4 April, 1898: Hearst's New York Journal issues a million newspapers calling for the immediate U.S. entry into war with Spain.

20 April, 1898: President McKinley issues an ultimatum to Spain demanding Cuban independence

April 20, 1898: The Teller Amendment is passed which placed a condition on the United States military's presence in Cuba whereby the U.S. could not annex Cuba but only leave the "control of the island to its people."

23 April, 1898: President McKinley calls for 125,000 volunteers

April 24, 1898: Spain declares war on the US

April 25, 1898: US declares war on Spain

May 1, 1898: Battle of Manila Bay in the Philippines. U.S. Commodore George Dewey in defeats the Spanish fleet, under Admiral Patricio Montojo y Pasarón

May 10, 1898: Secretary of the Navy, John D. Long, issues orders to Captain Henry Glass, commander of the cruiser U.S.S. Charleston to capture Guam on the way to Manila.

11 May, 1898: Charles H. Allen succeeds Theodore Roosevelt as assistant secretary of the navy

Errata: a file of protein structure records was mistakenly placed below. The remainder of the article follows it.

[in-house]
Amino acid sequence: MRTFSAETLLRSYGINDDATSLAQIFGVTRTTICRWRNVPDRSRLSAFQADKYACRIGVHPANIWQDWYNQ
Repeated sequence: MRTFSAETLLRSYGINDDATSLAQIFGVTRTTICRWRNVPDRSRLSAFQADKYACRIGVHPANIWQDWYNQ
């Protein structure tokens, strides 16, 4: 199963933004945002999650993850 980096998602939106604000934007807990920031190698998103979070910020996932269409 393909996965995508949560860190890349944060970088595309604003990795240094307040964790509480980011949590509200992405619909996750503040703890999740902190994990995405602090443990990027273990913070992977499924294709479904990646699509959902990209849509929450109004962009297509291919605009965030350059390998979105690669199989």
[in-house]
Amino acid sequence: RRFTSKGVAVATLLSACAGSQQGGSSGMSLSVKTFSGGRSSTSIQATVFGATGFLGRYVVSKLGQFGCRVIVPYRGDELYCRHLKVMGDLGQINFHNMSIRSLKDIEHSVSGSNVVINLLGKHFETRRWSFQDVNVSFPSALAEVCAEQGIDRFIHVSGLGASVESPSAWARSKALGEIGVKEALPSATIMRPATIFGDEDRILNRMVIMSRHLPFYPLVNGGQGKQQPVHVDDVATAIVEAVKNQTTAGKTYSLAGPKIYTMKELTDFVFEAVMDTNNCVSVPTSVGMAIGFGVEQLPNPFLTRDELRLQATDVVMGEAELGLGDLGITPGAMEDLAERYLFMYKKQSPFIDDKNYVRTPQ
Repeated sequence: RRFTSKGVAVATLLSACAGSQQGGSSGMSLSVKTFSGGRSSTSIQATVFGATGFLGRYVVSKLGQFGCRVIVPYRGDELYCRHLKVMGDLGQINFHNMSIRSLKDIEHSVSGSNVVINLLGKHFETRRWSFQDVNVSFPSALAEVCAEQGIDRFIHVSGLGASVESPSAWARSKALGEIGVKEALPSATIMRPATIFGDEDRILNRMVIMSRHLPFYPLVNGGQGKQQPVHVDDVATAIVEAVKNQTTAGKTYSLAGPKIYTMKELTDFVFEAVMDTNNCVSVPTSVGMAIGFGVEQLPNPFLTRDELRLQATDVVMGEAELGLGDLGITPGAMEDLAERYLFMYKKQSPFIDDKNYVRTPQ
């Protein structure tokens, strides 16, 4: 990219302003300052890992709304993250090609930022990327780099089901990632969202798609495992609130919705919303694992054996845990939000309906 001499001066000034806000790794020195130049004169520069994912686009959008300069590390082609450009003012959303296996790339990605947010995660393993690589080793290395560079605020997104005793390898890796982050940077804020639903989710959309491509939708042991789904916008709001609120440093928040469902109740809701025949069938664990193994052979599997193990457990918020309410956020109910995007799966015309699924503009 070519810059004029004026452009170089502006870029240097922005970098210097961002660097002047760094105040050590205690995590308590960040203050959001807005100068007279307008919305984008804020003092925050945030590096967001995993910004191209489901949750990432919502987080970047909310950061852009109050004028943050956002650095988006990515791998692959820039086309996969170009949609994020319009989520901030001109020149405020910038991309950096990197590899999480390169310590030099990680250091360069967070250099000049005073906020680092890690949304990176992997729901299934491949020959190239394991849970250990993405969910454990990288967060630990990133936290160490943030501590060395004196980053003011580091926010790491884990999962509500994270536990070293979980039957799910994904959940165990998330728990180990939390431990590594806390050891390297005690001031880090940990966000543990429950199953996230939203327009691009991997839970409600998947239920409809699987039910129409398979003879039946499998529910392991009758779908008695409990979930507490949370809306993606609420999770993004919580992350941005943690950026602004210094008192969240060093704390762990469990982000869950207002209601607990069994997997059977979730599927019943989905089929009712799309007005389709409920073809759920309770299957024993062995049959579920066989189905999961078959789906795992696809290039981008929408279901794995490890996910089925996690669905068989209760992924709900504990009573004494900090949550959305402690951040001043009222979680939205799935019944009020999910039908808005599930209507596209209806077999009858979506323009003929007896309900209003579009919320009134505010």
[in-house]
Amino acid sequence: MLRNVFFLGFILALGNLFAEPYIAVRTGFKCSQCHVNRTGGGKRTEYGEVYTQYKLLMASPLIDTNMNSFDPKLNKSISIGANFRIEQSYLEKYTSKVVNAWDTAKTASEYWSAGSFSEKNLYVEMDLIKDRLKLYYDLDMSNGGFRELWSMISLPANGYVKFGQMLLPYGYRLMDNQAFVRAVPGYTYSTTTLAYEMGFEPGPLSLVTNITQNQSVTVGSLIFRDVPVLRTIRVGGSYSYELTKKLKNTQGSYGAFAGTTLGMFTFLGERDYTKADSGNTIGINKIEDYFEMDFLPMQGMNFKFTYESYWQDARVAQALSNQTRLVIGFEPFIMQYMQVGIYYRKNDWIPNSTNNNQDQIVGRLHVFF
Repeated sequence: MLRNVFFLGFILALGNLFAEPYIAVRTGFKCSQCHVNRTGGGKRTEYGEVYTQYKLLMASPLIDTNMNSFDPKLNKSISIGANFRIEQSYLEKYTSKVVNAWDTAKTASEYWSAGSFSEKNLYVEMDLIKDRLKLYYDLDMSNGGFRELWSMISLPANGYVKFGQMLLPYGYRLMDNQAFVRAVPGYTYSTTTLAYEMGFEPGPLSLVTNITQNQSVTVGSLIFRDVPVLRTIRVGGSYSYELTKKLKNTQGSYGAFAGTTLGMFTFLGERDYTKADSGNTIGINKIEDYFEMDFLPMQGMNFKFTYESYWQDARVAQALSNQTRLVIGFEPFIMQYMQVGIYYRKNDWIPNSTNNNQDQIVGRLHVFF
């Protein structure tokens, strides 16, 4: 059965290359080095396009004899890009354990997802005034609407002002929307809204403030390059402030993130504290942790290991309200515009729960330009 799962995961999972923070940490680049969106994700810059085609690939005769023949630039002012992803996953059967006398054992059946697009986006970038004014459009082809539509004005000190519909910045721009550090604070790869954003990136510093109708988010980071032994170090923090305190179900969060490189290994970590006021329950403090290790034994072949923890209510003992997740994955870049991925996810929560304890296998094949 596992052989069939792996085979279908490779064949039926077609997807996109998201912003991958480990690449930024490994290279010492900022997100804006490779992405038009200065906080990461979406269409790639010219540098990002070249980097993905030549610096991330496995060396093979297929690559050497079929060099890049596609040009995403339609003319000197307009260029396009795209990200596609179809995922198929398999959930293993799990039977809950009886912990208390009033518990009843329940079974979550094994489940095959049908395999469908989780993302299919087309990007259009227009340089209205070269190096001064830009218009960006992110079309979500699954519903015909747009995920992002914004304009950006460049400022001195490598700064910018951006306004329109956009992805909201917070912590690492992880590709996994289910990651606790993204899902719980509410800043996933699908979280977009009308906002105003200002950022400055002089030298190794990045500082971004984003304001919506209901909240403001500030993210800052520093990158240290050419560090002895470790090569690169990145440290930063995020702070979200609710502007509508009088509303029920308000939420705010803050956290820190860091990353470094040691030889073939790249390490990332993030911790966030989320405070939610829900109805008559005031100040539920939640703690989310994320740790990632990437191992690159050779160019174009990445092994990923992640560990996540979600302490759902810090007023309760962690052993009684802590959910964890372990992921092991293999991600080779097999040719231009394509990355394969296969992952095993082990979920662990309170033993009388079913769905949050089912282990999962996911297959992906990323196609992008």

May 25, 1898: First U.S. troops were sent to the Philippine Islands

May 29, 1898: The Rough Riders, the nickname of the 1st United States Volunteer Cavalry, sailed from Tampa, Florida bound for Santiago de Cuba. The Rough Riders were under the command of Colonel Leonard Wood and the former assistant secretary of the United States Navy, Theodore Roosevelt was second in command

10 June, 1898: U.S. Marines, under Admiral William Thompson Sampson land at Guantanamo, Cuba.

20 June, 1898: Spanish authorities surrender Guam to Captain Henry Glass on the U.S.S. Charleston

June 24, 1898: US victory for the Rough Riders at the Battle of Las Guasimas in Cuba

July 1, 1898: The Battle of San Juan Hill, the most famous battle of the War. The Rough Riders were led to victory under the command of Theodore Roosevelt